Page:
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Allein in Amsterdam

Text: Jure Marolt Photos: Jure Marolt

Perfect creative conditions. A small room on the third floor of a tall, narrow hotel. A tiny desk with a lamp. A view of the bustling city and an enormous church with bells that chime every fifteen minutes, rousing everyone from their reveries. All this is Amsterdam on a Sunday evening, when most other world capitals are already asleep.

Across the road is the famous red-light district, where you can enjoy a little loving. A few metres away, a cheese shop and a waffle stand.

Some years back, a friend and I were in Düsseldorf, Germany, for the Caravan Salon. In the evening we wandered by mistake into a barn-like hall, where a real German party was going on and the schlager band onstage was singing "Amsterdam", with its chorus of "allein in Amsterdam". Now that I actually am "alone in Amsterdam", it strikes me that this is probably one of the best places in which to find yourself alone. And although the song describing this situation may be somewhat melancholy (if its plodding beat is anything to go by), Amsterdam itself is anything but.

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I don't feel like a tourist here. Instead, I feel like a vital part of the great mass of people that make up the colourful scenery of this mysterious metropolis. People are friendly and always willing to help. Given that I have the sense of direction of a blindfolded ostrich and am more likely to put my head in the sand than actually find my way somewhere on my own, I was lucky to find – very quickly, and with the help of some locals – my own little room in the very heart of the city. When I think that just a few hours ago I was in Novo Mesto, I am struck by how small the world has become in the last few years. Everything is within reach. You get an idea and within minutes you can make it a reality. Brnik is actually ridiculously handy. No sitting and waiting at foreign airports, where simply managing to connect to Wi-Fi in a foreign language is an achievement in itself, especially when it keeps asking you for confirmation or a certificate and you have no idea what that is.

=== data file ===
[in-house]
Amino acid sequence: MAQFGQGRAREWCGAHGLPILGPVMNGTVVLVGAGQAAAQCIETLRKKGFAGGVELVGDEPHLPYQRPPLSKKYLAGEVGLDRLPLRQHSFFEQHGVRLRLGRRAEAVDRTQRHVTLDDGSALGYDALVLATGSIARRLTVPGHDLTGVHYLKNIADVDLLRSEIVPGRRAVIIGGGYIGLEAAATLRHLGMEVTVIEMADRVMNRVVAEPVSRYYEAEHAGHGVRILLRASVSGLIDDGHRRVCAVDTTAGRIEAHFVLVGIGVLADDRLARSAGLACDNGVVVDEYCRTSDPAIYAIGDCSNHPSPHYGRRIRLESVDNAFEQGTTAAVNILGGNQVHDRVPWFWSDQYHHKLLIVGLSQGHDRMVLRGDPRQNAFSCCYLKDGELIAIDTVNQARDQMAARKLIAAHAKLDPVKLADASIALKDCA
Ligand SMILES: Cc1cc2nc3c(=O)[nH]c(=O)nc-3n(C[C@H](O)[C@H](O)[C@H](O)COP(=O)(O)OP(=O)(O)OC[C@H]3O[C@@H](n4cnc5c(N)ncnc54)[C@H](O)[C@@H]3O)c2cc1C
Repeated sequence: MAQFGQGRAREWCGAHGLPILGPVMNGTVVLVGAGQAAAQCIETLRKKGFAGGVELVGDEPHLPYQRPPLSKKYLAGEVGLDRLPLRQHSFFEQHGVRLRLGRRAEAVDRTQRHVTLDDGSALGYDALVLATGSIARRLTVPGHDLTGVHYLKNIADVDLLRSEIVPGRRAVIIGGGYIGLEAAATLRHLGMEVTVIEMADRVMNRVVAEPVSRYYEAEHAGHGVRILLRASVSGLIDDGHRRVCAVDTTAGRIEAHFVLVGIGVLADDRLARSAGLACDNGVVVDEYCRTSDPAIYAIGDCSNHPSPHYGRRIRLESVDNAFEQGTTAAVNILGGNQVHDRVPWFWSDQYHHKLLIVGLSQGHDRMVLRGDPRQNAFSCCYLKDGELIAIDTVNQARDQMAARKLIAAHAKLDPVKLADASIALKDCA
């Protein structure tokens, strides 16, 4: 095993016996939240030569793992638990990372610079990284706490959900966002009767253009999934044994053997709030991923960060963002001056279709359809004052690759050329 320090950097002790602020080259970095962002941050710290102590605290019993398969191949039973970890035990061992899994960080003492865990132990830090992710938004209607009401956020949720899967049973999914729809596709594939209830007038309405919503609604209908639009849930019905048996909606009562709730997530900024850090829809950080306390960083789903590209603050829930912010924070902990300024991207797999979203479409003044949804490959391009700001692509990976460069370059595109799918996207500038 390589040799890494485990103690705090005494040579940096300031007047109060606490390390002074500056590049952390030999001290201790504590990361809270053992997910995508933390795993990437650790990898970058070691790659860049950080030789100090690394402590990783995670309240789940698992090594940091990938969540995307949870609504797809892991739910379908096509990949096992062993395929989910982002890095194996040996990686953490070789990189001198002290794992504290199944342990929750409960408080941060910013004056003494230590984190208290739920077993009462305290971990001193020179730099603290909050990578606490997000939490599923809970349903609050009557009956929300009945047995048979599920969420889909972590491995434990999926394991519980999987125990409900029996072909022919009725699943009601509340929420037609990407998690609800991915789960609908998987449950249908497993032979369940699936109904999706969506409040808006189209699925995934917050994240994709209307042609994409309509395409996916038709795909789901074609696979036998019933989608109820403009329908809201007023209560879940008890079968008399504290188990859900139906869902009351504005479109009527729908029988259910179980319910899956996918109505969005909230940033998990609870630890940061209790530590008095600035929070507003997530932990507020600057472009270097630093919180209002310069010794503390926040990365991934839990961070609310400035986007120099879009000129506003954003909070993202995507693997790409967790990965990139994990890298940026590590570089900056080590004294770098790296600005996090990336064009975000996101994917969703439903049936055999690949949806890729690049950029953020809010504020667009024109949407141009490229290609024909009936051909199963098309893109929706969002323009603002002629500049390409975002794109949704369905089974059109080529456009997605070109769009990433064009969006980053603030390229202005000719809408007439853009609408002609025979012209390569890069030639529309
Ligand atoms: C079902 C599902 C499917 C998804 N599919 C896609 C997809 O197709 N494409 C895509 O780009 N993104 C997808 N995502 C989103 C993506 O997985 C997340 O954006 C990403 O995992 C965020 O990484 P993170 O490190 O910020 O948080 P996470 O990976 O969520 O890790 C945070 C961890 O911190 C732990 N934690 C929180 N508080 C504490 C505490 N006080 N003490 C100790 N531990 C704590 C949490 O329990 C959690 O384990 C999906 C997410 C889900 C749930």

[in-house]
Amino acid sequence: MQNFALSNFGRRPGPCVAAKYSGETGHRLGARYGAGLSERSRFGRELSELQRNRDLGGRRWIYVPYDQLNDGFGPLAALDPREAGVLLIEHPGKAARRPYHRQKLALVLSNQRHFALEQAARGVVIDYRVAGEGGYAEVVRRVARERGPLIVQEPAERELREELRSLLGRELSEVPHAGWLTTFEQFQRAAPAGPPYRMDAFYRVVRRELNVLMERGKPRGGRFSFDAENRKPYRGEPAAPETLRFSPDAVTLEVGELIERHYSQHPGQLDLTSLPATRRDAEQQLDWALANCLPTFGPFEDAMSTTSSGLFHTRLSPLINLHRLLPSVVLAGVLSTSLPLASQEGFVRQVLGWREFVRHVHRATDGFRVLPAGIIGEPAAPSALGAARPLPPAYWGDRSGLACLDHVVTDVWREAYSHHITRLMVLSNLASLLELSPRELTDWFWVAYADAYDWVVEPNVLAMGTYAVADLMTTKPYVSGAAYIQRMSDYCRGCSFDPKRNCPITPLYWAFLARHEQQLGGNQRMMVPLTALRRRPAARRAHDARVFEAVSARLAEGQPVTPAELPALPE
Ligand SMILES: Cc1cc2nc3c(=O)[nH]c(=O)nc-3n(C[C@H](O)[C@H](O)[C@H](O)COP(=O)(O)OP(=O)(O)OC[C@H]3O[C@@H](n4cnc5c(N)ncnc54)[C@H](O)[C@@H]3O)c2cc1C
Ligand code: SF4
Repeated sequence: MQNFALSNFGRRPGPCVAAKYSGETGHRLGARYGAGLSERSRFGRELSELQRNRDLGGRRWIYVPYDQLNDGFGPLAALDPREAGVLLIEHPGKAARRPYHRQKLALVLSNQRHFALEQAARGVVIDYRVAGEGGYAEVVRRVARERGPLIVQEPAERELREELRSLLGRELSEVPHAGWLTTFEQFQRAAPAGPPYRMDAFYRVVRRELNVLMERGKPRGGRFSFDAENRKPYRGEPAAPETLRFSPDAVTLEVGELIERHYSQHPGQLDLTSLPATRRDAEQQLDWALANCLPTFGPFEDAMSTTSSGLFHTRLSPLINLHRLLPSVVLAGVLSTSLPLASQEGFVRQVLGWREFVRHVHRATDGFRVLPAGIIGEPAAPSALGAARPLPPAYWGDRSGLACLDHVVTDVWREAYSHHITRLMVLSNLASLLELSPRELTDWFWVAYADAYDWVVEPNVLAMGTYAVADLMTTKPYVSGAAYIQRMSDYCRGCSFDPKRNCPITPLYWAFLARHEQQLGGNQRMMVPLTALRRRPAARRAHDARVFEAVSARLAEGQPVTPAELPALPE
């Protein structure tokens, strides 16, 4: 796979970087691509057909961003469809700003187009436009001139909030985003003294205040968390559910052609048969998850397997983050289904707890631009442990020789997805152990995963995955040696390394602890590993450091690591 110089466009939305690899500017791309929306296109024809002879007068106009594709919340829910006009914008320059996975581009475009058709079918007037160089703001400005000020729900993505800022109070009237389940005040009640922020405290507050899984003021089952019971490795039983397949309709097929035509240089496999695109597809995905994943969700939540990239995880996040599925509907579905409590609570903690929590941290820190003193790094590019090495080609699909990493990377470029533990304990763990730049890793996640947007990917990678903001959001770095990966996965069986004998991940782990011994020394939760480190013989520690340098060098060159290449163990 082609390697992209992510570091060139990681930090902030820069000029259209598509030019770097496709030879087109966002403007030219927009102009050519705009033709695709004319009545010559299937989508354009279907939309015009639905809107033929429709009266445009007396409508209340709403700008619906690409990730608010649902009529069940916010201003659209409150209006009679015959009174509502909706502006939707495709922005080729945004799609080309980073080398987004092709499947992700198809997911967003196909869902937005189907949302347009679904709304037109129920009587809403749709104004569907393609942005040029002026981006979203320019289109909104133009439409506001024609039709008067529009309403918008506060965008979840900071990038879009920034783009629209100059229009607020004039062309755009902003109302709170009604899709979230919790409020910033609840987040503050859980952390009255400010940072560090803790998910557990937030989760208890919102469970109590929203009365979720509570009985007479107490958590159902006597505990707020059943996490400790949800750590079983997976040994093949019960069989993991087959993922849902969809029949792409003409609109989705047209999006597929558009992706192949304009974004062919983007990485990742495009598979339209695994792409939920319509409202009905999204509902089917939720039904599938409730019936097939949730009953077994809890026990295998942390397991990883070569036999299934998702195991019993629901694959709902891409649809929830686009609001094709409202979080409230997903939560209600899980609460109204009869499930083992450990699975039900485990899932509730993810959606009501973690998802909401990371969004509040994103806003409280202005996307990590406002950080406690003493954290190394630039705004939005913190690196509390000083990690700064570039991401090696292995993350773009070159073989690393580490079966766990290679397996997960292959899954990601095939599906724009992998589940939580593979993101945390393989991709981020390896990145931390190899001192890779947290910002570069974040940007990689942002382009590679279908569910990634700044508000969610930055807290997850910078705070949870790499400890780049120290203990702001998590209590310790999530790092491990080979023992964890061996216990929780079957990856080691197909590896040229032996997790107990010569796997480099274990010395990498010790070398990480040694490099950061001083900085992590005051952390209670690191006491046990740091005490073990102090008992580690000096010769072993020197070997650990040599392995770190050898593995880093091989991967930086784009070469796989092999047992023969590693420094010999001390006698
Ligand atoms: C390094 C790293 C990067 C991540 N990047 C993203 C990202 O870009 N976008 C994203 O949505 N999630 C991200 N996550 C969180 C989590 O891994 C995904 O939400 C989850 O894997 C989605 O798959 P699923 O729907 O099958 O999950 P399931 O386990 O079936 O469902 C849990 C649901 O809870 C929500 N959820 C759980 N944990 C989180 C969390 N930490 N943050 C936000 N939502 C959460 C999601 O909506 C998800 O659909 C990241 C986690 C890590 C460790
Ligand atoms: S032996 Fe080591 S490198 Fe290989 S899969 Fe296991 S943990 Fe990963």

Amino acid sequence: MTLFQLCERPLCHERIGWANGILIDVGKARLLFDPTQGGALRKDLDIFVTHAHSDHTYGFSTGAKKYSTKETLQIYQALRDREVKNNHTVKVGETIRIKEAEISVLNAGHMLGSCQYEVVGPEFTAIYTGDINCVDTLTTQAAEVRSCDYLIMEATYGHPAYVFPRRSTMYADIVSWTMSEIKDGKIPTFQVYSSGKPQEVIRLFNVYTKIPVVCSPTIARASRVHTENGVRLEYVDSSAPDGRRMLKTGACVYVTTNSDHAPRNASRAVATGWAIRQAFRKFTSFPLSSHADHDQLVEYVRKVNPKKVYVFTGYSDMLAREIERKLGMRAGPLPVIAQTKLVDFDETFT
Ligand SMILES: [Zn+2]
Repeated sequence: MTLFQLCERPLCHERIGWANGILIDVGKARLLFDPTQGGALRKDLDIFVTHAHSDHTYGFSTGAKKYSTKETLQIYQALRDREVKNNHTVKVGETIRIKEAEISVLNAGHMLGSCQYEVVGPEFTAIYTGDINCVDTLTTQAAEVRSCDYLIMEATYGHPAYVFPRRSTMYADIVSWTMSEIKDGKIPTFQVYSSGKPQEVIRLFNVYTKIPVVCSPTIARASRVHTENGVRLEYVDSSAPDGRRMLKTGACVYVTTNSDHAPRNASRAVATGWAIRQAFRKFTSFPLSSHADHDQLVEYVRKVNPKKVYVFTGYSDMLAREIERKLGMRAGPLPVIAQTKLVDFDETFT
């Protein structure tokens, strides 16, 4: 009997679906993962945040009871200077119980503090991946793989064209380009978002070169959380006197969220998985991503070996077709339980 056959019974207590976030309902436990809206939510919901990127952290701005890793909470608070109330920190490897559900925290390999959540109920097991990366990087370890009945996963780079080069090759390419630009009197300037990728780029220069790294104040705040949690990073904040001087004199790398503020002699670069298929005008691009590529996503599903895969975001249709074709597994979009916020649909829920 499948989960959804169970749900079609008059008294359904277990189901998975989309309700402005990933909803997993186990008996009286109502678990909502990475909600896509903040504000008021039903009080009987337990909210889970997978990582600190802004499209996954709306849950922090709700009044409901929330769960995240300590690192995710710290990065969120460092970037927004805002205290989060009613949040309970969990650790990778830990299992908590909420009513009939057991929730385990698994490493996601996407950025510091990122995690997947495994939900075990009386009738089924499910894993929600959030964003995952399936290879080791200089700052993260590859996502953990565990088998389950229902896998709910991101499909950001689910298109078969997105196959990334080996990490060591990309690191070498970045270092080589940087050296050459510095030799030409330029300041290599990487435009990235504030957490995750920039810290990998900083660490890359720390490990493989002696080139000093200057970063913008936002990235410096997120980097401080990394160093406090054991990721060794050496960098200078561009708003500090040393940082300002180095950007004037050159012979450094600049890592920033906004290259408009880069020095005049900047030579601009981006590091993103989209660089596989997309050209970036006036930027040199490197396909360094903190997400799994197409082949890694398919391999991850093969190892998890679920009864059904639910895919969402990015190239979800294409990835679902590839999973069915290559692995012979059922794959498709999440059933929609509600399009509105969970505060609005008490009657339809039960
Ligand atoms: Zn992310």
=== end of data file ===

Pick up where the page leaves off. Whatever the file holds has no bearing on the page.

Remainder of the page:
Today I walked more than 22 kilometres, a new personal record, with a smartphone that records every single calorie that so blithely abandons its master. I was on foot because I wanted to really take in Amsterdam, with all its positive and negative facets. At the end of the day I decided that Amsterdam was like the famous spaghetti western starring Clint Eastwood: The Good, the Bad and the Ugly. Its good side is by far the most evident. Wonderful architecture, friendly people, colourful nature, and the fact that it is actually a world in miniature. Its ugly side finds its greatest expression in the amount of rubbish there is and the smell that fills the city in the morning, a consequence of yet another night of partying by locals and tourists. Like anyone or anywhere that matters, Amsterdam also has something wicked about it. Something forbidden, something the subconscious is ashamed of.